A recent study by a language-processing company called Idibon tried to establish not which languages are “hard”, but which are “weird”. It used a resource called the World Atlas of Linguistic Structures (WALS). WALS indexes hundreds of languages across hundreds of different features (from whether verbs precede objects to whether the language uses click-sounds as consonants). The Idibon study tried to find which languages use the greatest number of unusual features—ie, those features shared with few other languages. But for tricky methodological reasons, the study had to limit itself 21 features. The languages that have the least “normal” values of these 21 features are the “weirdest”.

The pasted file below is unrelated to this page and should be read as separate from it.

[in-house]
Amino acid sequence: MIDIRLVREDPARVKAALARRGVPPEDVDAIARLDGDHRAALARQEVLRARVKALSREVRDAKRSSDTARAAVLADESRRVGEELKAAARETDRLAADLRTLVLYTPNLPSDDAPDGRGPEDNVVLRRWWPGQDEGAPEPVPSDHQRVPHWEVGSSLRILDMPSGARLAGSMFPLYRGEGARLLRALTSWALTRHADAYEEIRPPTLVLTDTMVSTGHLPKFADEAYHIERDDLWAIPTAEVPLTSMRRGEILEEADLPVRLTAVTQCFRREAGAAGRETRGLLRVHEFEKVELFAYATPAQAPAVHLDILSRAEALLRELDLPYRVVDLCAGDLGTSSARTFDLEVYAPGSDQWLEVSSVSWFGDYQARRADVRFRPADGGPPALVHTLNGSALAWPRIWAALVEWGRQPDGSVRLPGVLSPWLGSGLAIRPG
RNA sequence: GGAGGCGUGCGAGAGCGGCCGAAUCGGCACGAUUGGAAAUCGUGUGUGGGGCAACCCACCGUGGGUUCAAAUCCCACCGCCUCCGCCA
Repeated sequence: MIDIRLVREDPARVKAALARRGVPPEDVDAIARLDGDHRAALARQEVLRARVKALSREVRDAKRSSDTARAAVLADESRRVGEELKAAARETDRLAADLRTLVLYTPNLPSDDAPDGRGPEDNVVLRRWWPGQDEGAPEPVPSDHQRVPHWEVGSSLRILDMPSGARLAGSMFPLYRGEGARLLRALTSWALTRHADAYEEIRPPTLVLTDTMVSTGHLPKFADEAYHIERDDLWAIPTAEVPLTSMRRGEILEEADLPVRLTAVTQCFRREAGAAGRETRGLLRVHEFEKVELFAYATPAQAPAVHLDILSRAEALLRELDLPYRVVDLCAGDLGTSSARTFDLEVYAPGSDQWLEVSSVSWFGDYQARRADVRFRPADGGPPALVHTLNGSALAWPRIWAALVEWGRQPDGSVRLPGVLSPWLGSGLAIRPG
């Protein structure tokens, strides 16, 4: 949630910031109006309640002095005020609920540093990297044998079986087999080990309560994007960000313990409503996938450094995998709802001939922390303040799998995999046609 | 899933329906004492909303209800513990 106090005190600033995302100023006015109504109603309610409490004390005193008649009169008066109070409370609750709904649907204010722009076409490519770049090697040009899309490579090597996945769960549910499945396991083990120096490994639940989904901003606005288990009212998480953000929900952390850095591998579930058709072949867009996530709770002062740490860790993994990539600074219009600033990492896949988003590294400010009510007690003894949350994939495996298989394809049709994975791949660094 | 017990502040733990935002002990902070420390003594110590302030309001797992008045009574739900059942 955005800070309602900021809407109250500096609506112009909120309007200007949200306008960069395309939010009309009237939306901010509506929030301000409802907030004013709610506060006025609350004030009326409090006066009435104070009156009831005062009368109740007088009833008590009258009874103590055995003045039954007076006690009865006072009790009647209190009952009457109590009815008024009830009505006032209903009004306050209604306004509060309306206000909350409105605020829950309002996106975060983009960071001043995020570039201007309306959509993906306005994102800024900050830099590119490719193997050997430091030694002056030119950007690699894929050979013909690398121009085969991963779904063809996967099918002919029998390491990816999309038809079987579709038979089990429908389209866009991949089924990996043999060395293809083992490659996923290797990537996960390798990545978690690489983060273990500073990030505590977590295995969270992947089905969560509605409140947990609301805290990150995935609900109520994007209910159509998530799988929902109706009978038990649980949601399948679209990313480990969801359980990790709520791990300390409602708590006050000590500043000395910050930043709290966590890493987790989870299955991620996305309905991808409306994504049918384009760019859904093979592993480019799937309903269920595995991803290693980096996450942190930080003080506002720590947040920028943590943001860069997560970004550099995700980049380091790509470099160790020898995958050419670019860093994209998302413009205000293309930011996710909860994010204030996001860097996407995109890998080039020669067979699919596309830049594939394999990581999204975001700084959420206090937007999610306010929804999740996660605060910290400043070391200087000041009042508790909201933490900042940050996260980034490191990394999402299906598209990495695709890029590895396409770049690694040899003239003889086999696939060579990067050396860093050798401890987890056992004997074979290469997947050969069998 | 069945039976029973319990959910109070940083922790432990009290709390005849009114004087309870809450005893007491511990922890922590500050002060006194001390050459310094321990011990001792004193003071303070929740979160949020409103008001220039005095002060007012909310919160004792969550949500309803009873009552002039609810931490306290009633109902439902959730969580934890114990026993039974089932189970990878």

Three scholars in New Zealand have confirmed, that the homeland of the Austronesian language group is Taiwan, an argument Jared Diamond supported in Guns, Germs, and Steel: The Fates of Human Societies.
Hmmm….how many nodes of human language does Beijing really need to control?
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